I’ve argued that the requirement is not essential to the formation of a priest within our Western inheritance. Rather I feel, strongly, that we can count sesshin “days,” instead. A hundred days of retreat, in addition to many other expectations, would be sufficient to ordain unsui, “clouds and water monastic,” a novice priest. And, later, as one approaches full ordination, a total of three hundred days of retreat for that part of the formative experience.
Because I hold this view strongly, some people with whom I’ve engaged in these conversations think I don’t hold the experience as precious. I think not experiencing ango is a loss. It’s just that I think the calling into the priestly life can be experienced fully without ango, which can be beyond the ability of many people called into the priestly practice.
I am aware that these days there are Japanese monasteries that invite both older practitioners and foreign practitioners.
And last month I got it into my head that if I were willing to bow, to take on the black robe of the novice, I might be able to do an ango. That bowing seemed no problem to me. I can lead. And, I can follow.
It would be massively inconvenient. But I don’t have to give up earning an income. And, I have a spouse who understands the calling of the interior life, and is willing to accommodate. And so I became obsessed with the thought of spending three months in a slightly gentler version of thirteenth century Soto Zen practice.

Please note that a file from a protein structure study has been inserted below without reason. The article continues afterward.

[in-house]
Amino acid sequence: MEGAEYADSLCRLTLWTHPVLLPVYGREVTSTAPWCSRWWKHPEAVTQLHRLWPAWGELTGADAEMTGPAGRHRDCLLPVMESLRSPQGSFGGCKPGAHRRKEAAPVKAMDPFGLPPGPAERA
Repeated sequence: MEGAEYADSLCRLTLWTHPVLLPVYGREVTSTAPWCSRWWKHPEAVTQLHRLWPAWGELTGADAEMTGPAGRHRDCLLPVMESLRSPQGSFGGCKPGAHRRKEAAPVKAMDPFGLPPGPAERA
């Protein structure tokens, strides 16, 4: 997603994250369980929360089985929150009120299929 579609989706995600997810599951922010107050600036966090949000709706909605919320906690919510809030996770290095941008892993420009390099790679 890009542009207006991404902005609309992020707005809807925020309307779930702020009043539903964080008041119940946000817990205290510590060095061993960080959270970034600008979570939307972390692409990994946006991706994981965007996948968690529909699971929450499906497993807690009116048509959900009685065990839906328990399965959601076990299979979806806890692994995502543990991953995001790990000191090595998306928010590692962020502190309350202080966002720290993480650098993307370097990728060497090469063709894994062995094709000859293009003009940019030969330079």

There were questions, of course, beyond my willingness to set aside my teaching position and to fully be just another monk on the line. Most important was, what is older? I am seventy-one. In these past weeks it became apparent that older is forty or maybe even fifty. I have a friend who is sixty and was able to do it. But, when digging into the specifics of my age related limitations, it became apparent that I physically could not live fully under the rule. I won’t go into details, but it is all part and parcel of my personal aging process.
And I had to let go of that dream of one traditional Japanese ango…
However, it opened my thoughts to something that felt related.
One of the interesting things about social media these days is that while the noise to signal ratio remains quite high, in the Zen realms there are a number of people sharing, writing, engaging, who are the real deal. If we’re careful about who we’re listening to, it is possible to gain insights and pointers into a number of different aspects of the Zen way, including modernist, progressive traditionalists, conservatives, and hard traditionalists, Soto, Rinzai, and various hybrids.